Social Media Guidelines for Regulated Companies

Tracy Schmaler
Tracy Schmaler

On April 23, 2013, a fake tweet posted on the Associated PressTwitter account claiming the President was injured following two explosions at the White House sent the Dow Jones industrial average into a temporary tailspin, prompting a 140-point drop in only a few seconds.

The offending tweet was quickly identified as a hack and taken down, but this incident perfectly illustrates the work that communicators have cut out for themselves when it comes to establishing their company’s social-media guidelines.

Whether you are a celebrity, a corporation, a politician or, in a crisis like the Boston Marathon bombings, a loved one trying to locate someone in the aftermath of a tragedy, social media has opened an effective communications platform directly to your audience.

But the use of social media just got a little more relevant—and risky—for publicly traded companies. The recent announcement by the U.S. Securities and Exchange Commission (SEC) to allow publicly traded companies to break financial news on social media sites—so long as investors are notified of which sites are being used—is an important development for companies and an area of confusion for PR pros.

The decision was handed down after Netflix CEO Reed Hastings bragged on his Facebook page that subscribers watched a billion hours of video in one month.

After some handwringing over whether to pursue the company for the disclosure, the SEC opted not to, and instead announced it would actually allow companies to dip their toes in the social media pool, with certain conditions.

But before companies dive in headfirst, they need to make sure they have worked out a process and clear guidelines to ensure that this new benefit doesn’t turn into a negative cost to the brand or the top and bottom lines.

For publicly traded companies subject to regulatory scrutiny by the SEC or Congress, your followers or “friends” are not just customers, investors and employees, they are also regulators themselves.

With that in mind, there are a few tips to live by when crafting a social media strategy for publicly traded companies:

Choose wisely the IR or PR employees who will be in control of the account. These are not just the public faces of the company; they are the last set of eyes and ears to review what goes up before that button gets pushed.

Do put in place a system with internal controls and review to ensure whatever is being posted or tweeted is looked at by the appropriate set of people aware of how the relevant audiences will react. It’s not just the investor and public relations teams or the business teams; it’s also legal and government affairs.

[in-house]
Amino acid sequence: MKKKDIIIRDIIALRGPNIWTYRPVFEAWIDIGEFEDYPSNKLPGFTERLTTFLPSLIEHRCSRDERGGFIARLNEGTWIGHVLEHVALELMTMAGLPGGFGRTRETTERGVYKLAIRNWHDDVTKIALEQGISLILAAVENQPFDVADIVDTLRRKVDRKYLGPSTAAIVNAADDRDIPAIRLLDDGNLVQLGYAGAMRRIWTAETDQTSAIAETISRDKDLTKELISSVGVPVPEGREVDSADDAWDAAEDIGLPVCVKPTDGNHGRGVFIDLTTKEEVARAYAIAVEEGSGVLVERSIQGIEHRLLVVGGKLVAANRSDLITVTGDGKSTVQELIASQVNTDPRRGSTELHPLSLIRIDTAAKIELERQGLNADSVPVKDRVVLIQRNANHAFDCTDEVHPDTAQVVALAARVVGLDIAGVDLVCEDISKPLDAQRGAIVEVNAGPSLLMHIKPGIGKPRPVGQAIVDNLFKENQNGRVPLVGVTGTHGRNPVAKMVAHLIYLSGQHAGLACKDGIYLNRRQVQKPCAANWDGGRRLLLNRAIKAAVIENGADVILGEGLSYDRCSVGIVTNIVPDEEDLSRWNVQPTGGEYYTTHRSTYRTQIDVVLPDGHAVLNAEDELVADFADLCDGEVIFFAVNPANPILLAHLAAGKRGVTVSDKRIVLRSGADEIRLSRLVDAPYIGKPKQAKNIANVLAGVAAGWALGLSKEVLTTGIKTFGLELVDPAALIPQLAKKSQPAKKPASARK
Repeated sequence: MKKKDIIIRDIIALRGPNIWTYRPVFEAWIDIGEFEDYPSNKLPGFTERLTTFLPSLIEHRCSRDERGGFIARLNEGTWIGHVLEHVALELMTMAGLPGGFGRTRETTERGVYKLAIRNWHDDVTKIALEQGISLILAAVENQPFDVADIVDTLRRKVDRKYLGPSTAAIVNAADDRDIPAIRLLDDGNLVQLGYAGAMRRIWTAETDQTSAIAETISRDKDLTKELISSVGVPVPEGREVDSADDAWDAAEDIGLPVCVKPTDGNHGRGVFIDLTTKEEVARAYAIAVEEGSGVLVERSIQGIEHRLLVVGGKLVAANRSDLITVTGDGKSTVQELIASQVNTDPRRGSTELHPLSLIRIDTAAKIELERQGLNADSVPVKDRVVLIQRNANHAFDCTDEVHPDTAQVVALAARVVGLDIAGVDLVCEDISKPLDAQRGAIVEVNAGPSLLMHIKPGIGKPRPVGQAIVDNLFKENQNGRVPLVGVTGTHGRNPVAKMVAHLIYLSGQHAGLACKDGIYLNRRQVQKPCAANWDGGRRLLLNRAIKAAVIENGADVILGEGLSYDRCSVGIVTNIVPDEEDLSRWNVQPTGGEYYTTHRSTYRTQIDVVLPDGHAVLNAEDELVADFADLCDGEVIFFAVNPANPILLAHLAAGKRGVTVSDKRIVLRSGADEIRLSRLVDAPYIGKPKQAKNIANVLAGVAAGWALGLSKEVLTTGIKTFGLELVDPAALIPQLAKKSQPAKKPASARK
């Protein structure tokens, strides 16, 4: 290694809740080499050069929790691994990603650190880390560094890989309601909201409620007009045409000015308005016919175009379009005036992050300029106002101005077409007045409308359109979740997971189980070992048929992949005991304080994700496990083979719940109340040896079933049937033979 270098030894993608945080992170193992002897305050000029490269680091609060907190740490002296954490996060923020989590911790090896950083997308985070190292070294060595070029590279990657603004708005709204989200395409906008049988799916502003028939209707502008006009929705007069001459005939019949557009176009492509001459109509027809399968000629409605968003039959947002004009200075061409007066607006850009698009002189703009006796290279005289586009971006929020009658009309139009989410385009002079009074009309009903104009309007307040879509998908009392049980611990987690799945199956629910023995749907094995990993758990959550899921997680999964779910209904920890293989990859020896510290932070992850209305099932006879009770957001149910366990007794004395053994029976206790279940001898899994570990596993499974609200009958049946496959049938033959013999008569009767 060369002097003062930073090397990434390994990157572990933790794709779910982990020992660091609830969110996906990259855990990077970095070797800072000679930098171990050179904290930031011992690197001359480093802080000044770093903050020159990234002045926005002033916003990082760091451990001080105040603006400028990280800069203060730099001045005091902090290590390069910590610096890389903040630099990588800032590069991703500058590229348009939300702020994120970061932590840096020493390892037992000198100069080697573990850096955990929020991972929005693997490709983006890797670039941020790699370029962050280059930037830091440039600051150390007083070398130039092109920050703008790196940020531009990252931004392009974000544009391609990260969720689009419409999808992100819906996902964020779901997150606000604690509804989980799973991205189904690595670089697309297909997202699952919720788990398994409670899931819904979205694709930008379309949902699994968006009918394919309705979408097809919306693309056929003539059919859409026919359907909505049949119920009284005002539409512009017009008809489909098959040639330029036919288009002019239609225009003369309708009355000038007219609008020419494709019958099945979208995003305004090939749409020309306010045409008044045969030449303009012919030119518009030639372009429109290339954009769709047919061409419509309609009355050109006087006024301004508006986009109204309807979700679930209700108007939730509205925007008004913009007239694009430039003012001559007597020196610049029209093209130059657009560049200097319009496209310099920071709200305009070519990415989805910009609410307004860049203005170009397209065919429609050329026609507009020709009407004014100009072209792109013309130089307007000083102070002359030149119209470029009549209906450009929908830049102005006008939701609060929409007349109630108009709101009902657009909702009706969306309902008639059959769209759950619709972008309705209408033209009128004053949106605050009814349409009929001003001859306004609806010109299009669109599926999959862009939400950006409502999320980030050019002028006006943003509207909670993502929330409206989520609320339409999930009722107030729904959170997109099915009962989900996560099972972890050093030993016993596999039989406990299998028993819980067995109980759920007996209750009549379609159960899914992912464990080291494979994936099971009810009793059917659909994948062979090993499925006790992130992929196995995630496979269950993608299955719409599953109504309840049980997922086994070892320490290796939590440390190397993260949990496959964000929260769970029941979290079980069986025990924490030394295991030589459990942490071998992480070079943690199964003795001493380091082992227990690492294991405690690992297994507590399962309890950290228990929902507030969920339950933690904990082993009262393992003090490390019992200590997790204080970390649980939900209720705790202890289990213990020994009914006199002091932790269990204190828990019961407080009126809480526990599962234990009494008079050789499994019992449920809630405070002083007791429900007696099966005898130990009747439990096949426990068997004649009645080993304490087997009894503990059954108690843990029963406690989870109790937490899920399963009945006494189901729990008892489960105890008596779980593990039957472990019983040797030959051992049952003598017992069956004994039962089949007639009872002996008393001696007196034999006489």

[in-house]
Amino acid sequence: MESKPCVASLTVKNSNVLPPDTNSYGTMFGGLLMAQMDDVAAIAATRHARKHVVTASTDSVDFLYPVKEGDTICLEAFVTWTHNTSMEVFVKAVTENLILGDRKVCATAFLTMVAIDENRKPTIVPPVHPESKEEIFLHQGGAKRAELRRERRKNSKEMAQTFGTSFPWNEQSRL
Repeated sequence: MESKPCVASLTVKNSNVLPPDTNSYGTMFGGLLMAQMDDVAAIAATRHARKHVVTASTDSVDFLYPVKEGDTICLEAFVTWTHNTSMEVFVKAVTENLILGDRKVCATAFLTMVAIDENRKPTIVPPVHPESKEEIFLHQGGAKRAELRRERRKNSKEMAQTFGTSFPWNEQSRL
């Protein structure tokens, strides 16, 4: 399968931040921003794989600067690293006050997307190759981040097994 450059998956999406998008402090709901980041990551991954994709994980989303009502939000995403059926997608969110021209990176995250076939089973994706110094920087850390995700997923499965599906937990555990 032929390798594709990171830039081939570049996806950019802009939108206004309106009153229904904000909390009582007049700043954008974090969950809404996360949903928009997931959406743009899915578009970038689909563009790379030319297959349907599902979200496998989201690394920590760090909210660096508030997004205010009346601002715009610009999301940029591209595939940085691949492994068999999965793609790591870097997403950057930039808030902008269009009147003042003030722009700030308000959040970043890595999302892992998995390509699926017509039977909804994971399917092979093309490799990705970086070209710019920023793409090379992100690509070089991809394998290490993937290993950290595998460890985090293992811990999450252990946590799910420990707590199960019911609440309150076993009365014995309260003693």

Do choose wisely the topics you plan to release in this setting. You want topics that are going to be interesting and relevant to your business, those that further the company’s goals such as corporate responsibility, but they should also be interesting to the audience.

Be succinct and professional in your tweets and posts. They are going to be more conversational and informal than a press release but that doesn’t mean you compromise on content or grammar.

Don’t tweet anything that will interfere with any ongoing issues under scrutiny by regulators or that are currently being litigated.

Don’t jump on trends simply to drive traffic. Yes, you may get more followers, but at what cost? Such shortsighted decisions can hurt the brand, impact the bottom line and catch regulators’ eyes in an unhelpful way.

Don’t use social media sites as the only source to communicate to your key audiences. It should be a complementary tool used with other forms of communication like the company’s web site.

Don’t use social media simply to put out press releases and canned statements. The message needs to match the medium and cutting down the headlines of releases and posting them on Twitter is not a compelling way to inform and keep your audience.

Social media presents an exciting and creative opportunity for companies to enhance their current public relations capabilities; they just need to deploy it carefully. PRN


Tracy Schmaler is managing director at ASGK Public Strategies. She can be reached at